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The German thrust to Stalingrad
30th July 1942: Hitler's objectives for 'Fall Blau' start to become clearer to all - but the rapid Wehrmacht advance is coming at a heavy price
Hitler had launched his eastern offensive for 1942 on the 28th June and had then intervened to split Army Group South in two on the 23rd July. The Allies - America, Britain and Russia - could only watch the situation closely and try to guess what the ultimate objectives were:
The German offensive has now been in progress for a month and, in its swing south-eastwards, has made progress at an average of 12 to 13 miles a day - a rate only slightly slower than the fastest advances of last year. The Germans have made no claims to large numbers of prisoners and the Russians themselves state that their withdrawal has been orderly.
‘The Germans now appear to be thrusting in three directions - eastward against the Middle Don, with Stalingrad, an important tank manufacturing centre, as the probable objective’ …
This withdrawal may have been eastwards towards Stalingrad, for the rapidity of the German advance and, in particular, the speed with which they crossed the Lower Don, suggest that the Russians have been unable to withdraw any large forces to the south of the river and that their powers of resistance have thereby been seriously weakened.
The Germans now appear to be thrusting in three directions - eastward against the Middle Don, with Stalingrad, an important tank manufacturing centre, as the probable objective; south-eastward over the Don at Tsimlyanskaya against the railway Stalingrad-Tikoretsk; and south-westward over the Don near Rostov, towards the line Armavir-Maikop-Tuapse. At Maikop is the smallest and nearest of the Caucasian oilfields, with an annual output of some 2,500,000 tons.1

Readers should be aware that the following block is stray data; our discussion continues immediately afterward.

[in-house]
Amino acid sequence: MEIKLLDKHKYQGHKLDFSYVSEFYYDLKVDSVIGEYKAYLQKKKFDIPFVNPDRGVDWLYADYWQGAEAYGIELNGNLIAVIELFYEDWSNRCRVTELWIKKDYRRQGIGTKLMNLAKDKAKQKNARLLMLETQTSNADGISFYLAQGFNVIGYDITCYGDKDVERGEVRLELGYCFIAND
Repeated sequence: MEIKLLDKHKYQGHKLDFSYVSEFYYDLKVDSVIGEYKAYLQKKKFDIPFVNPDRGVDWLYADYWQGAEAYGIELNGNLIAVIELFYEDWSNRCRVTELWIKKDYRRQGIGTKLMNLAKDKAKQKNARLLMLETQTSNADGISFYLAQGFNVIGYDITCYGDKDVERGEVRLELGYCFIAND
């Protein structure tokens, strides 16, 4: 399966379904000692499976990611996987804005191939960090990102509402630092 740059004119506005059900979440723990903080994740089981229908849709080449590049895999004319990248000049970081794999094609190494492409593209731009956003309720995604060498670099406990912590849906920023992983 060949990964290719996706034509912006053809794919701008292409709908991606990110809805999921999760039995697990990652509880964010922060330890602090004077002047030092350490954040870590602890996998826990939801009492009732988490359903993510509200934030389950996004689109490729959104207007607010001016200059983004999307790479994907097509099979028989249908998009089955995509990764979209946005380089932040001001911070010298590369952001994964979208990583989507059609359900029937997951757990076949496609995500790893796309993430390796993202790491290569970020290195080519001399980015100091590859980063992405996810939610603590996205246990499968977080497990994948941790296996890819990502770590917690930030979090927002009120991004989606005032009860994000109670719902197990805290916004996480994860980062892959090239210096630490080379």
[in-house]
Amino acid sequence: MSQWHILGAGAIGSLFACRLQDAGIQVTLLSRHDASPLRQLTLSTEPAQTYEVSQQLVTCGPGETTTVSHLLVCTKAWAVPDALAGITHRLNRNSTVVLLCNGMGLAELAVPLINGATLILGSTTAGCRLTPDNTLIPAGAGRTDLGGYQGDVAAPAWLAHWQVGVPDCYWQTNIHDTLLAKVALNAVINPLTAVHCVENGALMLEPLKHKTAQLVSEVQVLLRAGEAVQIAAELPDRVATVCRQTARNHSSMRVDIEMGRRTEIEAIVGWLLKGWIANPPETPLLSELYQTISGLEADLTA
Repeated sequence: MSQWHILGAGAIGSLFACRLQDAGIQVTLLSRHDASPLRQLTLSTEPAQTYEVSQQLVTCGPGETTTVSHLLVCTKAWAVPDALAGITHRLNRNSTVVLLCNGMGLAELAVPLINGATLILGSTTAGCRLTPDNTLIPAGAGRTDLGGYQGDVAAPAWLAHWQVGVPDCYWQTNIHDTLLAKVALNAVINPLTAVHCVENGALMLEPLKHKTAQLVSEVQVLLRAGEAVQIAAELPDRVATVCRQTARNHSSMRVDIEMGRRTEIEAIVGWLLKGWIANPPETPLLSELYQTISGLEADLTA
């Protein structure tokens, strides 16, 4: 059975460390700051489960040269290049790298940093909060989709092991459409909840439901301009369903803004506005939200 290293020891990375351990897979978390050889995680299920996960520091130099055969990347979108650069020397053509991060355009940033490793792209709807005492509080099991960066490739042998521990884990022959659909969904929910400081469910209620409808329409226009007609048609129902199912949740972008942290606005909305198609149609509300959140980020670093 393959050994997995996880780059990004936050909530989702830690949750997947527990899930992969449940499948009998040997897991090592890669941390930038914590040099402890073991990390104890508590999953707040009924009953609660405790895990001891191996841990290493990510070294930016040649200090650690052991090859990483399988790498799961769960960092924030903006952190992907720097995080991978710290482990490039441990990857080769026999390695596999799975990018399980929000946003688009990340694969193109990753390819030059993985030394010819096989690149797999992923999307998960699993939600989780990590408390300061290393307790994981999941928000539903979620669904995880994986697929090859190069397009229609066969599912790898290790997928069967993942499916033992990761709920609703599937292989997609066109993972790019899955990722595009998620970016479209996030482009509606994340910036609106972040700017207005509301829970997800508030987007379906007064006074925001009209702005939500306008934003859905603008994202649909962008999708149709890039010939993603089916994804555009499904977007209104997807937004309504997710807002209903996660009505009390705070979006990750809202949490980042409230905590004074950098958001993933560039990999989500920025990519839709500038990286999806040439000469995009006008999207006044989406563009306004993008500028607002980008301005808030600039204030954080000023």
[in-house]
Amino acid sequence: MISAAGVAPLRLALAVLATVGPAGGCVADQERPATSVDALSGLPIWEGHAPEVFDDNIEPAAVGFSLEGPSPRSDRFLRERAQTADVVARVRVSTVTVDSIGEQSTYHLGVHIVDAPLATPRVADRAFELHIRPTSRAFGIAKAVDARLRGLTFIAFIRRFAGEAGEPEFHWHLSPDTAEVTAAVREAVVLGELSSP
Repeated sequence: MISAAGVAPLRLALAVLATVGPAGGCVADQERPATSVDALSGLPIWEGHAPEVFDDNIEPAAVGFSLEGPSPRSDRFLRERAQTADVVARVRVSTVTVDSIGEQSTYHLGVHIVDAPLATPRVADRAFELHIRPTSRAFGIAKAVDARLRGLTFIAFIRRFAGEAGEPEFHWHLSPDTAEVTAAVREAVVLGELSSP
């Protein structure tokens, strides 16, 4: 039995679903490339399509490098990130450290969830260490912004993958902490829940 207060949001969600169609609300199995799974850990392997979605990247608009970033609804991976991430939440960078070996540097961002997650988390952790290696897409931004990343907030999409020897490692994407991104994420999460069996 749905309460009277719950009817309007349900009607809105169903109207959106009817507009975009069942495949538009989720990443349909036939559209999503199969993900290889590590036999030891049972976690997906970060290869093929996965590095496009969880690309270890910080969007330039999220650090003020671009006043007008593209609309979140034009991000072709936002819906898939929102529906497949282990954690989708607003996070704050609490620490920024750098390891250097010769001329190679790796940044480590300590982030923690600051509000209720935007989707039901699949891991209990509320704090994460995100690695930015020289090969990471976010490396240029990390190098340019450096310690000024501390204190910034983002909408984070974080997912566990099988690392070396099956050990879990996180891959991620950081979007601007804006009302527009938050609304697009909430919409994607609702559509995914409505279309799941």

The lines on the map looked ominous but the German advance was bedevilled by supply problems, which sometimes stalled local offensives. The previous commander of Army Group South, Fedor von Bock, had predicted this and had been sacked for his troubles.
There were also signs that that the Germans were taking much heavier casualties than they could sustain. Some units were being decimated. Although the Soviet Army also had heavy losses they were better able to absorb them. An illustrative report from this time comes from the diary of a German military pastor:
The number of the dead is increasing, the number of the wounded is frightful. In my black book there is already one black cross after another, my whole congregation is almost completely dead or wounded .....
“There lies my old guard. In fact we too should be there. Then it would all be over"
Then last night we carried the dead out of the trenches and from no man’s land .... Our cemetery in Bukan has grown tremendously. At first there were only a few graves, now there are already over 400, all in a few days. And how many more will die later in the first aid stations in the rear, or lie in another cemetery?
One regiment has brought its sacrifice. The colonel’s face has grown terribly thin over these last few days-sleepless nights, turbulent hours .... He stands silently in front of the long rows of graves: “There lies my old guard. In fact we too should be there. Then it would all be over"2
From the Military Situation Report for the week ending 30th July 1942, as reported to the British War Cabinet, see TNA CAB 66/27/4
From Omer Bartov: Hitler's Army: Soldiers, Nazis, and War in the Third Reich. See also Wilhelm Adam: With Paulus at Stalingrad on the lack of replacements for casualties in the 6th Army.